The exhibition “Alexander Sementsov. Pain Syndrome” presents a series of works dedicated to the War in Abkhazia (1992–1993), executed by the artist in St. Petersburg
Artist Alexander Sementsov was born in Kerch, Crimea, just before the Great Patriotic War broke out in 1941. He graduated from the Academy of Arts in Tbilisi, lived in Sukhumi, Abkhazia, where he worked at the physics lab while being engaged with painting and rock climbing. In the early 1990s, he moved to Leningrad and joined the Union of Artists. His solo shows were held at the Borey Gallery, one of the first art galleries in St. Petersburg. It was there that the series “Blade,” devoted to the War in Abkhazia, was presented to the public for the first time.
Sementsov witnessed the armed conflict between Georgian and Abkhazian forces in 1992 during a short visit to his motherland. This experience transformed his self-identification as a person and as an artist, having mobilized formerly dormant creative resources.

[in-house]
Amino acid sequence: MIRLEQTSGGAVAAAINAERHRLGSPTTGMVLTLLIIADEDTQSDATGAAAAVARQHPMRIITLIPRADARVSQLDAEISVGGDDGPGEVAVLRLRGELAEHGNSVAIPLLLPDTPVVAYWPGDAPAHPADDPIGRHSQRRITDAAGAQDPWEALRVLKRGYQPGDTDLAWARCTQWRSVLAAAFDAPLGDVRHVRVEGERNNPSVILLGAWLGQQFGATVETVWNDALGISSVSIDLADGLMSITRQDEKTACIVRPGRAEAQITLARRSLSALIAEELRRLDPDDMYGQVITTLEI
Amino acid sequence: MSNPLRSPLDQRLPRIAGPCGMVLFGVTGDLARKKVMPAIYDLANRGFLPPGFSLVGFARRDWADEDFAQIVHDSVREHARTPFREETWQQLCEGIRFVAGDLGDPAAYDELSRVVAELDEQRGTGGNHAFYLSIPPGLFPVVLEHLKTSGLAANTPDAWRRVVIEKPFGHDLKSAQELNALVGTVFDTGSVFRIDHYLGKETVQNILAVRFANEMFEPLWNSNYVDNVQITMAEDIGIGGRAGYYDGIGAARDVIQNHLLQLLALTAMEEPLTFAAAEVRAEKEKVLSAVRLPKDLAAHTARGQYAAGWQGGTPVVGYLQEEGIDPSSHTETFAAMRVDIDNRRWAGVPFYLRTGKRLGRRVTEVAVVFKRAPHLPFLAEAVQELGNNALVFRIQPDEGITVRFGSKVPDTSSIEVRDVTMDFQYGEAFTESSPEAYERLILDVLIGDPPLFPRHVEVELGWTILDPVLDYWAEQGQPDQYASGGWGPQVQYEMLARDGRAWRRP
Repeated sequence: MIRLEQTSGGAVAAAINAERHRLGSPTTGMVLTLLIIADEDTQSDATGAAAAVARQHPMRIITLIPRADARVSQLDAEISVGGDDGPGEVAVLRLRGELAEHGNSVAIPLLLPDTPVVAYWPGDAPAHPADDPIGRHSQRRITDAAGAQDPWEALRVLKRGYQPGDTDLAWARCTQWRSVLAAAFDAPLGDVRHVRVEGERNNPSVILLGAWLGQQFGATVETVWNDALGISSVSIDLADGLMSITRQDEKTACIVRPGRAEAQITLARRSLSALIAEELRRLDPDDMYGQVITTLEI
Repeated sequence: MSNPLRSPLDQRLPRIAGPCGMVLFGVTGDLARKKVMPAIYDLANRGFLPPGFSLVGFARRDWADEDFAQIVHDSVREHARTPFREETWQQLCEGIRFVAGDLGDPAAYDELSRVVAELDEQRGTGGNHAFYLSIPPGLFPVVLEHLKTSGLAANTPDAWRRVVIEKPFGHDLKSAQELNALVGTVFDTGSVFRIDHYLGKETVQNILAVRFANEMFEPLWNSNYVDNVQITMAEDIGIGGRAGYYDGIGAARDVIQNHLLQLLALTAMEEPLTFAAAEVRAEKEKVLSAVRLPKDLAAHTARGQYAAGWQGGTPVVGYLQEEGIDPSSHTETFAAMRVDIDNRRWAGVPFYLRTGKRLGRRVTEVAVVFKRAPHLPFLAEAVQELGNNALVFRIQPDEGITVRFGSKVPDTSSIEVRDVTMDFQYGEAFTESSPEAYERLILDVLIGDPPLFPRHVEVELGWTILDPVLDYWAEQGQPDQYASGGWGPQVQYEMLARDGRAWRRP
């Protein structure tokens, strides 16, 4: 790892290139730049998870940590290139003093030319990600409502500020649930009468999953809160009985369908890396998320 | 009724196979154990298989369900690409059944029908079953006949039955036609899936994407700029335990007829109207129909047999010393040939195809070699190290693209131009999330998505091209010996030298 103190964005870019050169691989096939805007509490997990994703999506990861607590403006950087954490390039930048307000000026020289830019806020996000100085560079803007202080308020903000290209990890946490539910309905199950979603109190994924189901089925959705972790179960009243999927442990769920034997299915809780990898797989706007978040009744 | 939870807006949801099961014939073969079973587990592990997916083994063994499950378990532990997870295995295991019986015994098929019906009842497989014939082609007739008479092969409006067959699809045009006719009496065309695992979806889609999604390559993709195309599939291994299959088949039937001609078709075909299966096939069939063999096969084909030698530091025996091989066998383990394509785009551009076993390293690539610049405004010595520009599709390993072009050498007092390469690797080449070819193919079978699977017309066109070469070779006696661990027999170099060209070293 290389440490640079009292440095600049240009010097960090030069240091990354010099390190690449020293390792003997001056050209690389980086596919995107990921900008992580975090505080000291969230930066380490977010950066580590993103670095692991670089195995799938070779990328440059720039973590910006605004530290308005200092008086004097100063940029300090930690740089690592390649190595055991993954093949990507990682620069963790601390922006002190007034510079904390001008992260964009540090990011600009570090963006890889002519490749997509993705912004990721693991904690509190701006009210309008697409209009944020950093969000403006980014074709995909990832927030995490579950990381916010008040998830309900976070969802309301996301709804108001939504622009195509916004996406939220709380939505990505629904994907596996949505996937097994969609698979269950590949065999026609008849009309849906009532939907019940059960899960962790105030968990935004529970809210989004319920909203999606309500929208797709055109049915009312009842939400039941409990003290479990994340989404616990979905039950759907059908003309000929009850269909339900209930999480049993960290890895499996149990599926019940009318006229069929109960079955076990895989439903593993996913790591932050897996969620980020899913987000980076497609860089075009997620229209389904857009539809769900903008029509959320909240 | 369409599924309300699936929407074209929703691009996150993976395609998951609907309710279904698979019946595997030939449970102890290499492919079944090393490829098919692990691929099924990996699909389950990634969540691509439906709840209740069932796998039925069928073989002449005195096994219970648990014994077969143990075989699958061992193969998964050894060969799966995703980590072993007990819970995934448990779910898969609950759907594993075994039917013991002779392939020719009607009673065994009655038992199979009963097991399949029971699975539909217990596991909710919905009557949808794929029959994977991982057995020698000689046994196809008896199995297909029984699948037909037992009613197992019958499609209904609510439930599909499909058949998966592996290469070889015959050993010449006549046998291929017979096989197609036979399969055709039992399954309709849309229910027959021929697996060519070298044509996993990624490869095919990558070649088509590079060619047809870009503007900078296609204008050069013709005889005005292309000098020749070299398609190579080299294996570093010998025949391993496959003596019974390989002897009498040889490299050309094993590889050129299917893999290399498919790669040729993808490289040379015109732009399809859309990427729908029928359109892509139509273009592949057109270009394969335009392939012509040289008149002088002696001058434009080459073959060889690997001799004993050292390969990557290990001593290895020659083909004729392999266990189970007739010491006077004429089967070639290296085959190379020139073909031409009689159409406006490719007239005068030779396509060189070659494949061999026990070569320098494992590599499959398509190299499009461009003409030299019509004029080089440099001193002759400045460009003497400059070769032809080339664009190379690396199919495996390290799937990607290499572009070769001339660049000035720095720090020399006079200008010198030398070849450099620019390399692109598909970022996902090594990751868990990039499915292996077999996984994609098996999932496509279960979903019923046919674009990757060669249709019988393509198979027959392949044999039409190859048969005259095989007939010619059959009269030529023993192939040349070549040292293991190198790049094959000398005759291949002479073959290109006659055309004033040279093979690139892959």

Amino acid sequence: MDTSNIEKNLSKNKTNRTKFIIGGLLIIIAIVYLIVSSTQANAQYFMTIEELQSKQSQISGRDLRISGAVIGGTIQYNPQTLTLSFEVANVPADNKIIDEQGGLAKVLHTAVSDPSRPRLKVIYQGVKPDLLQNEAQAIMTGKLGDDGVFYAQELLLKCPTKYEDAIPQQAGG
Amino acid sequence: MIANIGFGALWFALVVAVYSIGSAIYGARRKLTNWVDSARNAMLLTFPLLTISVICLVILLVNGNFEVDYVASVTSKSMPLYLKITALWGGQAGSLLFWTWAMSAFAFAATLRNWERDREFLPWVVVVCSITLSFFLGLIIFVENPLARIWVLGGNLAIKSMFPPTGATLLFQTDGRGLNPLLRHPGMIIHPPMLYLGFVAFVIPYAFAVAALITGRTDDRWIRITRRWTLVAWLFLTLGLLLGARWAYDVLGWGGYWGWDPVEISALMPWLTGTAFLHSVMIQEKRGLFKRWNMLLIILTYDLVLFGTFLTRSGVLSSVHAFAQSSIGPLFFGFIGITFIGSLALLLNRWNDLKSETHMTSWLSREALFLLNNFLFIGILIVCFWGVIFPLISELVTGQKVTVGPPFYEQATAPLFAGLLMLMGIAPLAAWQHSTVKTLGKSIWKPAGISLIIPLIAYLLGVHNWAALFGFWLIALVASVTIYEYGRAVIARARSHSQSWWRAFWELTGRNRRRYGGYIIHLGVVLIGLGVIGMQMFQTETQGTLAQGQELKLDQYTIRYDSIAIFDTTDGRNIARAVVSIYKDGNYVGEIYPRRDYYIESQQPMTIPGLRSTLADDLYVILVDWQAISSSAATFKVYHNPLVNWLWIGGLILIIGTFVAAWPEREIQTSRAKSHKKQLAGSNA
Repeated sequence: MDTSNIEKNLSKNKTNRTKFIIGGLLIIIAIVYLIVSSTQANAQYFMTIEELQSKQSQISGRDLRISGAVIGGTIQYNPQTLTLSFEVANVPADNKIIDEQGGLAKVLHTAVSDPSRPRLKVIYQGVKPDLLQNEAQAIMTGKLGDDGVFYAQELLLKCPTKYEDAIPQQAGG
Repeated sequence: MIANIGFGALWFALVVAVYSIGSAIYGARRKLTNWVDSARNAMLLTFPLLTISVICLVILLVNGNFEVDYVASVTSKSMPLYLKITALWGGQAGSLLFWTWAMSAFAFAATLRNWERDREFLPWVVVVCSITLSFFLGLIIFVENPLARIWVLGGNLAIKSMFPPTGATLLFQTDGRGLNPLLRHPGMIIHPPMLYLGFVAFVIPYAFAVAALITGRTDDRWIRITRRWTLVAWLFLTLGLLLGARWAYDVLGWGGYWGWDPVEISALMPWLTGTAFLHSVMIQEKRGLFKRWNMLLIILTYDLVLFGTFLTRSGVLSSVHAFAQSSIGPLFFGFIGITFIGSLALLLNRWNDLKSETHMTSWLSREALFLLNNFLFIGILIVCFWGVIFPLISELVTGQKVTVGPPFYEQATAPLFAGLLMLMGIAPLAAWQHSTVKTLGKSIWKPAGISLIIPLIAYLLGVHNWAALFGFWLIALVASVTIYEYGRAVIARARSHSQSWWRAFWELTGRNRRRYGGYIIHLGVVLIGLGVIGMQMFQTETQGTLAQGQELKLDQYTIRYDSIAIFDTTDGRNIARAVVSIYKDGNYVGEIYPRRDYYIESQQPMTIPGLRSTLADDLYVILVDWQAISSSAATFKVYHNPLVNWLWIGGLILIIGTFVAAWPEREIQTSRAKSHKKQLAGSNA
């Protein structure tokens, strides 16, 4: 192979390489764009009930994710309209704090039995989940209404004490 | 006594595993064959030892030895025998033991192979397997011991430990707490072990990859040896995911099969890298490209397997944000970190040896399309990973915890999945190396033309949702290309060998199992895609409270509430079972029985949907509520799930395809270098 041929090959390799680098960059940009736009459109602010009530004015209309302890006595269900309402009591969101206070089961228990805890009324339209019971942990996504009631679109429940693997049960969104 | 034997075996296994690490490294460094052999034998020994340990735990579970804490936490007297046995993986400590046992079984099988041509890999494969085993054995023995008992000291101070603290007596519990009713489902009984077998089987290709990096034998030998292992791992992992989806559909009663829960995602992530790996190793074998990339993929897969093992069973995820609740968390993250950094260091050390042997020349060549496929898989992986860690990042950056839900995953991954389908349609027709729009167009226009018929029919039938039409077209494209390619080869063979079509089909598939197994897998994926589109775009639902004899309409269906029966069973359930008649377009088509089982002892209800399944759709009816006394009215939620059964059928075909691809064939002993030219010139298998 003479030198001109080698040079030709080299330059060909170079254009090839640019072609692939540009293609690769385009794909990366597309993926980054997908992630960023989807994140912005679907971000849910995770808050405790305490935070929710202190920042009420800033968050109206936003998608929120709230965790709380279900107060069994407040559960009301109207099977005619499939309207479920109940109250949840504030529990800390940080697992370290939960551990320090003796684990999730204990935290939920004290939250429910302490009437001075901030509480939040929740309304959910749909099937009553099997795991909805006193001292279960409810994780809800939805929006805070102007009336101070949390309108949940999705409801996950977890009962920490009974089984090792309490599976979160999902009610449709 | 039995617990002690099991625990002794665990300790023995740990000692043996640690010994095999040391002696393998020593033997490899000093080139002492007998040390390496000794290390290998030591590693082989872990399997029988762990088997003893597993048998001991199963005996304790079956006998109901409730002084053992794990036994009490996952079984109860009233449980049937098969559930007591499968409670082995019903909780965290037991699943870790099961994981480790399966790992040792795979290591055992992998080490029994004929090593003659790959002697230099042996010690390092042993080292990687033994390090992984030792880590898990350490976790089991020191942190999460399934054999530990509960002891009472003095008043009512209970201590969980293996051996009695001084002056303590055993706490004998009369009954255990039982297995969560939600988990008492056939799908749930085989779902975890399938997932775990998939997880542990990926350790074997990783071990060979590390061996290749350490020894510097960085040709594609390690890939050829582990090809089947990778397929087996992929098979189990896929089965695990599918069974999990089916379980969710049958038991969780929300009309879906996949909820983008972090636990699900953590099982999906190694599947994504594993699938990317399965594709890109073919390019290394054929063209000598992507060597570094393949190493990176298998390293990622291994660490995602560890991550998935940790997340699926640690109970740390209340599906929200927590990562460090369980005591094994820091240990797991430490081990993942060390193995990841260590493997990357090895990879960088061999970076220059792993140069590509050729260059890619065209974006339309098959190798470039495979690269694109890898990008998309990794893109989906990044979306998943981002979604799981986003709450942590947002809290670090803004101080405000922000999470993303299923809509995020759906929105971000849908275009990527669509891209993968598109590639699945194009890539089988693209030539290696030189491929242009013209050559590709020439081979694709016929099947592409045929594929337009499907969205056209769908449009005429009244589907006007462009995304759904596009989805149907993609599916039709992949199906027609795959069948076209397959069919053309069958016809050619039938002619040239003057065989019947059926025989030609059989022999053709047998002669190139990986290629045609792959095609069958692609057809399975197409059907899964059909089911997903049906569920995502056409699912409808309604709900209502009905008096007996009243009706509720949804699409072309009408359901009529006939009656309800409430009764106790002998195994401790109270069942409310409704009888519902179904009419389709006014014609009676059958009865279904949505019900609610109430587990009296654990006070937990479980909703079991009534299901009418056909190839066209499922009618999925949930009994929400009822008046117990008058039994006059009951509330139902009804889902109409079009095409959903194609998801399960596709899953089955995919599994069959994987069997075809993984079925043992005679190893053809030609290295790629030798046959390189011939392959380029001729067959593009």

Exhibition curator Alexander Borovsky: “Sementsov possesses dynamic and free drawing skills, masterfully shaping the form and conveying the mood. His strokes can be thin as threads and sharp as etched lines, or suddenly become painterly (especially when combined with ceruse patches), mostly grisaille-like, but sometimes rich in colour nuances. His drawing can be almost literal, although it is always ready to switch on a certain degree of formality on the verge of grotesque.”
Today, thirteen years after Sementsov’s death, an interest in his work is revived. The war series was exhibited at the Moscow Academy of Arts in 2014. Perhaps, nowadays such an exhibition is as relevant as ever, conveying a major humanistic message to the society.